Save Our Oceans From Plastic Waste
After shocking images of many parts of the world appeared in the press this month, Prince Charles has spoken out about the devastating effects that plastic has, and is increasingly having on our seas and oceans – yet alone the knock on effects in the food chain and environmental health.
Prince Charles joins a long list of ‘the famous’ who are endeavouring to educate people on the potentially massive disaster awaiting our planet, due to plastic waste polluting our seas, oceans and environment in general, together with our biodiversity and animal and human health. More and more tonnes of plastic waste are being dumped into our waterways and by 2050, and Dame Ellen MacArthur, who is currently spearheading a huge new project, believes that there will be more plastics than fish – a frightening prospect.
Recently, a report showed that a little known and largely uninhabited island in the South Pacific (Henderson Island) had no less than 38 million pieces of plastic washed up on the shore, the most ever found in one particular area. Researchers from the University of Tasmania and our very own RSPB (Royal Society for the Protection of Birds) found hundreds of species of sea life including fish, crabs and even birds living in plastic bottles, caps, jars and even a dolls head – soon to meet their fate. The world is simply crying out for something to be done, particularly in the development of the plastics we use, but also in terms of disposal.
Let’s look at the UK, even though the problem extends throughout the world. Last reported figures show that a whopping 7.7 billion plastic water bottles are used in just a year in the UK – less than half of this amount is recycled, with the end result being that 16 million bottles EVERY DAY are just simply deposited wherever the users throw them. Absolutely astonishing figures and a poor indictment of the attitude of waste disposal by our own population. Is this really the practice of a sophisticated and caring world?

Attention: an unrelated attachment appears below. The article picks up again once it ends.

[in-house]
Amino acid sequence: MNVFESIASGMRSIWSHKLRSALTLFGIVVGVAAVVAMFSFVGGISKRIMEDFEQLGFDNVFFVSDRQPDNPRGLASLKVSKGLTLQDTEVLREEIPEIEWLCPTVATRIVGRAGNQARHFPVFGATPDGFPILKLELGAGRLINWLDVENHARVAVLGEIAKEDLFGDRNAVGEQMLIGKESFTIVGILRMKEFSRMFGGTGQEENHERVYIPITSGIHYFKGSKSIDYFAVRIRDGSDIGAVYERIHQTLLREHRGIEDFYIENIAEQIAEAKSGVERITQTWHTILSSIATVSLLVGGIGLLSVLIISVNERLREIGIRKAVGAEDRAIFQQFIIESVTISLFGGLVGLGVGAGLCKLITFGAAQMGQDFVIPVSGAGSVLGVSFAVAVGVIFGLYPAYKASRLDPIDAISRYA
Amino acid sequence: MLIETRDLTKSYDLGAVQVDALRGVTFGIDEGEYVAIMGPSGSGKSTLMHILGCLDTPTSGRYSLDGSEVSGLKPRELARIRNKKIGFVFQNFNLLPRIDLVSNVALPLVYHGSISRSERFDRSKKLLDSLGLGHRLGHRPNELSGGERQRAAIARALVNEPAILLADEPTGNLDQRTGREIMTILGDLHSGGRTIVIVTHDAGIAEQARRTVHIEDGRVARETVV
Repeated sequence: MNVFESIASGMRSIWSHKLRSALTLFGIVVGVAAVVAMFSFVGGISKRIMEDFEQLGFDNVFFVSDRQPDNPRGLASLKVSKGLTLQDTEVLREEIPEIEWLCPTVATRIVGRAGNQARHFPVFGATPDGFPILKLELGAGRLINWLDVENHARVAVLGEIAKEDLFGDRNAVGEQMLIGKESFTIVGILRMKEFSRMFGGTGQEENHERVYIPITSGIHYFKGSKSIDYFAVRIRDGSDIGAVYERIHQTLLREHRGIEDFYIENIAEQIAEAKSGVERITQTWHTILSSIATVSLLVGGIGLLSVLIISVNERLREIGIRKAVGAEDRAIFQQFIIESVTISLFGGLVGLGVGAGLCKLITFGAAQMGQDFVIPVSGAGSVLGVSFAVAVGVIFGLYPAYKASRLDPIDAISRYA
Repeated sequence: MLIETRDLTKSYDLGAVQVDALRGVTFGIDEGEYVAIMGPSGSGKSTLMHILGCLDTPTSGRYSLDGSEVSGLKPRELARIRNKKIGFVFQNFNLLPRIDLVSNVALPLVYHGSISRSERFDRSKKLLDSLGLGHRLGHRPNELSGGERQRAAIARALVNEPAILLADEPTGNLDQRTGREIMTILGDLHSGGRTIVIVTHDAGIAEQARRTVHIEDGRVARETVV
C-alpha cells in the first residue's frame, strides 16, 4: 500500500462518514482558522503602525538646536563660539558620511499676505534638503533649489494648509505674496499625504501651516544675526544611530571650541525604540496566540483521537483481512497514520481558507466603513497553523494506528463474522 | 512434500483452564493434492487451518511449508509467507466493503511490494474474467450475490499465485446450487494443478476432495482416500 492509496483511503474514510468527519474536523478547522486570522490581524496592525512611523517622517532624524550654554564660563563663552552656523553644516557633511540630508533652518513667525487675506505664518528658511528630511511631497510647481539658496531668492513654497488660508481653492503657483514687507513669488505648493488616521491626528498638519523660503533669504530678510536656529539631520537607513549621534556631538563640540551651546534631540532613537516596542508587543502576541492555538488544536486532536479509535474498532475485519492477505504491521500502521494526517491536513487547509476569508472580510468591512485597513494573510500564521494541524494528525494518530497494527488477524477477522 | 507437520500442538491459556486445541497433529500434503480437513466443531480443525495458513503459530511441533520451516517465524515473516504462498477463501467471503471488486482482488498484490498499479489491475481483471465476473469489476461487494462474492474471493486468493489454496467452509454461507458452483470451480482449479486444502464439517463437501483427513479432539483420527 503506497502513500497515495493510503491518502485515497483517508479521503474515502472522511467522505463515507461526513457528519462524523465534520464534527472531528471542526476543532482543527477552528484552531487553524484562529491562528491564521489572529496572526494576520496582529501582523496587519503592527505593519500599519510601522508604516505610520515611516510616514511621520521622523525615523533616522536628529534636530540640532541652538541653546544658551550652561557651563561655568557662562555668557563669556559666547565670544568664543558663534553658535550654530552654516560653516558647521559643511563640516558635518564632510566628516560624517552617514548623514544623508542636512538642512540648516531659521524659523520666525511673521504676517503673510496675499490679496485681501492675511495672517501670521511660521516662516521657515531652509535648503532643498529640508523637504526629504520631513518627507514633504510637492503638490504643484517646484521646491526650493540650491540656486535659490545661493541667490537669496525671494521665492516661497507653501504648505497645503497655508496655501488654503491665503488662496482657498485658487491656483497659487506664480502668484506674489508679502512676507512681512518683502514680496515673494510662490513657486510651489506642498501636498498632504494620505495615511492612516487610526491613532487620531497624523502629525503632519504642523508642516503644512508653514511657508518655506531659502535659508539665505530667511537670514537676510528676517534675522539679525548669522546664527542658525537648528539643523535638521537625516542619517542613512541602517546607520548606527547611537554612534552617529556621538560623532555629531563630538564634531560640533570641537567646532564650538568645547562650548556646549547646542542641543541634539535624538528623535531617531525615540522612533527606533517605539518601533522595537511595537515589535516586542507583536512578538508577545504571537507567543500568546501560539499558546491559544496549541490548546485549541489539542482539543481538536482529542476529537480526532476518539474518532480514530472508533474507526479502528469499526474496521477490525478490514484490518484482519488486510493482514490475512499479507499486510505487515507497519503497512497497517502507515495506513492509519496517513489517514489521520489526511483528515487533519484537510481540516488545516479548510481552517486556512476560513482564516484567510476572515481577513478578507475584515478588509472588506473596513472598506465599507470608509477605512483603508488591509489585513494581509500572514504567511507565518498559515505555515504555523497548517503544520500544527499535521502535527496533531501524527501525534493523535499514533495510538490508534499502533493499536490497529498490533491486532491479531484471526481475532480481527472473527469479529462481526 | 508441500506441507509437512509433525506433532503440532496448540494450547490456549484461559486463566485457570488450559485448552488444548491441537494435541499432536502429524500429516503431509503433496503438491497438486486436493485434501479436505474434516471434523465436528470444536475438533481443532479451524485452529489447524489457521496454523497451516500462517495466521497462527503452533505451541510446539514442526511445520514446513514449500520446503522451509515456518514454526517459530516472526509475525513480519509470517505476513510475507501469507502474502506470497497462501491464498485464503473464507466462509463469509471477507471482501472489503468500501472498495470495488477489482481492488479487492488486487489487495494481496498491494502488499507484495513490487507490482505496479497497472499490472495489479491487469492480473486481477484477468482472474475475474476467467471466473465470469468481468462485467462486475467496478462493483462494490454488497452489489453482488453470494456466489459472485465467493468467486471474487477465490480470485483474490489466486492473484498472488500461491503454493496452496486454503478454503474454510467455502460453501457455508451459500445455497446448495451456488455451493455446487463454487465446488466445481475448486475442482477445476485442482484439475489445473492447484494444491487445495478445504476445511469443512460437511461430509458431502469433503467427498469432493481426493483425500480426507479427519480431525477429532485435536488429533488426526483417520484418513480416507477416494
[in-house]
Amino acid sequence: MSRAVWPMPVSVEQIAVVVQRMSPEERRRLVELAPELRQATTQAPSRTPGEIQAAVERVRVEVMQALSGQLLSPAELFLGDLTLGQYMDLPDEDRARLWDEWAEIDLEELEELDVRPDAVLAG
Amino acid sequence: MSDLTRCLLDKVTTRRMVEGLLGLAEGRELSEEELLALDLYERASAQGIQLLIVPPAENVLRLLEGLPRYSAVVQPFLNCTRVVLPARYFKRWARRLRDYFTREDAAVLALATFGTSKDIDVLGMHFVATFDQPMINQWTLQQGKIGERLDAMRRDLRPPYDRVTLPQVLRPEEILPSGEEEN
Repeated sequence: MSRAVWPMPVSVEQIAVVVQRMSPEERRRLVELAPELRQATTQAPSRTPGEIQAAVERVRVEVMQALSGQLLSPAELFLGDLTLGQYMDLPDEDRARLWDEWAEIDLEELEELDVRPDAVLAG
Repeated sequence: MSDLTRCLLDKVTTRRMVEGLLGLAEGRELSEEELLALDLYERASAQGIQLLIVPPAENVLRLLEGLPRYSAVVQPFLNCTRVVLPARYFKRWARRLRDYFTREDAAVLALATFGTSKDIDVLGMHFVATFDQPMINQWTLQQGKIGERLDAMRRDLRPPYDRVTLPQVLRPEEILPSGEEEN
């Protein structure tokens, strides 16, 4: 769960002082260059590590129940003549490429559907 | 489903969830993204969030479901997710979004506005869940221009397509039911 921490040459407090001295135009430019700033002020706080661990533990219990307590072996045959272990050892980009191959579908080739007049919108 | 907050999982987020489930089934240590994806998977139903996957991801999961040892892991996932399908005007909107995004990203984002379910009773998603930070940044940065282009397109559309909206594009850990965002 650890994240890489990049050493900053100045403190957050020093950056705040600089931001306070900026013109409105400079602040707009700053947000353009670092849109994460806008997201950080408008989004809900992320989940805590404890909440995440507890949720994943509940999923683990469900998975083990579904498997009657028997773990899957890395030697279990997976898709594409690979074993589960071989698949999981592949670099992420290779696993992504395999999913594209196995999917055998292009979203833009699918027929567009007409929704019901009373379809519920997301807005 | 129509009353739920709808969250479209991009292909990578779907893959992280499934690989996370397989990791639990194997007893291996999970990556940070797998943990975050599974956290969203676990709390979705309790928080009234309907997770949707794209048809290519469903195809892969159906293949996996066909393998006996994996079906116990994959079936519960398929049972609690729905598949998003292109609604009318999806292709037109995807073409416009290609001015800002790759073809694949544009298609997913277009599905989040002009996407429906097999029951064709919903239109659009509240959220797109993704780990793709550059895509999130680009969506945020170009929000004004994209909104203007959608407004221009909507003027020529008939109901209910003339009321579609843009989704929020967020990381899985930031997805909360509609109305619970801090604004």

Thankfully, scientists, entrepreneurs, innovators and designers are sitting up and listening with the advent of a new incentive programme to save our seas and oceans, and in fact, our world as it is today. Prince Charles has not only supported but has also joined forces with some of the most influential people in the world to try to alter the potentially disastrous course that this type of pollution will follow. Dame Ellen MacArthur Foundation are at the forefront of offering a new multi-million cash incentive to save our seas, which was launched by the Prince at the Saatchi Gallery this month – a call to action for all those that can help to protect our environment. Called ‘The New Plastics Economy Innovation Prize’ they are hoping that this incentive will discover new ways and new plastic inventions to avoid the potential destruction of our planet.
Dame Ellen reiterated at the launch ‘after 40 years of effort, only 14% of plastic packaging is headed for recycling, and 30% is never collected and ends up in the environment’. With this incentive and the help of scientists and anyone at all who can discover or invent a plastic system that works, we may have a chance of saving the life of our planet.
Throughout the world, politicians such as John Kerry (former US Secretary of State) heavily backed the campaign to focus on the initiative to save our oceans and seas, stating that ‘this could not be more timely, and it could not be more critical’.
Please take time to think about that plastic water bottle, or container that doesn’t go into recycling and is a ‘one-off use only’.
Or think about plastic items that you can safely re-use time and time again, before recycling them properly. Every single safely recycled or reusable item seriously counts – be planet aware please.